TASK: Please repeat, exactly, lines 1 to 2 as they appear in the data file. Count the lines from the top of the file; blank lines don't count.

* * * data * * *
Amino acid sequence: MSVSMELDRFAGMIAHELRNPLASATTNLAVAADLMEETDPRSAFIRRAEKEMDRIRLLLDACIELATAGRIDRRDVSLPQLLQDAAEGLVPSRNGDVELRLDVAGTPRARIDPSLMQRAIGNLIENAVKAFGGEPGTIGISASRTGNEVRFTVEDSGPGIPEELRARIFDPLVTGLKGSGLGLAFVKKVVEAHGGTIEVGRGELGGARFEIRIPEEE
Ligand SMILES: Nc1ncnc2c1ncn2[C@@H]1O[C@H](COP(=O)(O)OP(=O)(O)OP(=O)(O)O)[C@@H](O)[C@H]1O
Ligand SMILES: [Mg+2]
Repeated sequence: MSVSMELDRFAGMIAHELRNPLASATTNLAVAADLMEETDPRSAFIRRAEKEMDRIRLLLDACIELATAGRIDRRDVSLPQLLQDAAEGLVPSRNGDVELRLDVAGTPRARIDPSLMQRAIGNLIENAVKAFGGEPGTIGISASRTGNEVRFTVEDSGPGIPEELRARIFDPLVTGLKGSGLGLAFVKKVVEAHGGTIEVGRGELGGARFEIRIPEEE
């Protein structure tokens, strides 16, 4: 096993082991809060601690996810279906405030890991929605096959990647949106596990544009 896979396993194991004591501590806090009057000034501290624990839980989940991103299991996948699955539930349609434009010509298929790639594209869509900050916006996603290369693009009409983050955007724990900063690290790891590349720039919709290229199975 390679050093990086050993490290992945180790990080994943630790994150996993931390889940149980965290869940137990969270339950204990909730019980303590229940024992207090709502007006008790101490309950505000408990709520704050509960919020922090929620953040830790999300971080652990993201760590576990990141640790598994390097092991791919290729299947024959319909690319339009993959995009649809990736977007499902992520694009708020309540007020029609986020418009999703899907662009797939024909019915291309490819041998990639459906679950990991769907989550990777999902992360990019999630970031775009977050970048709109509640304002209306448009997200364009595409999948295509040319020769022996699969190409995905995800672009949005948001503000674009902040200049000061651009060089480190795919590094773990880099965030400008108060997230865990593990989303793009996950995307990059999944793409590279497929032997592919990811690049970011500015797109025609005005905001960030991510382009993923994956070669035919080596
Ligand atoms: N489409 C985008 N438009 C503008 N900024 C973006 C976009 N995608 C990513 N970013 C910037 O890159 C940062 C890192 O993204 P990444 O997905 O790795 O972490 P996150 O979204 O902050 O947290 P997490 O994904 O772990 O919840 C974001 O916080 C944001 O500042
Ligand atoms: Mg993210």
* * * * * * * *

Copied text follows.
Amino acid sequence: MSVSMELDRFAGMIAHELRNPLASATTNLAVAADLMEETDPRSAFIRRAEKEMDRIRLLLDACIELATAGRIDRRDVSLPQLLQDAAEGLVPSRNGDVELRLDVAGTPRARIDPSLMQRAIGNLIENAVKAFGGEPGTIGISASRTGNEVRFTVEDSGPGIPEELRARIFDPLVTGLKGSGLGLAFVKKVVEAHGGTIEVGRGELGGARFEIRIPEEE
Ligand SMILES: Nc1ncnc2c1ncn2[C@@H]1O[C@H](COP(=O)(O)OP(=O)(O)OP(=O)(O)O)[C@@H](O)[C@H]1O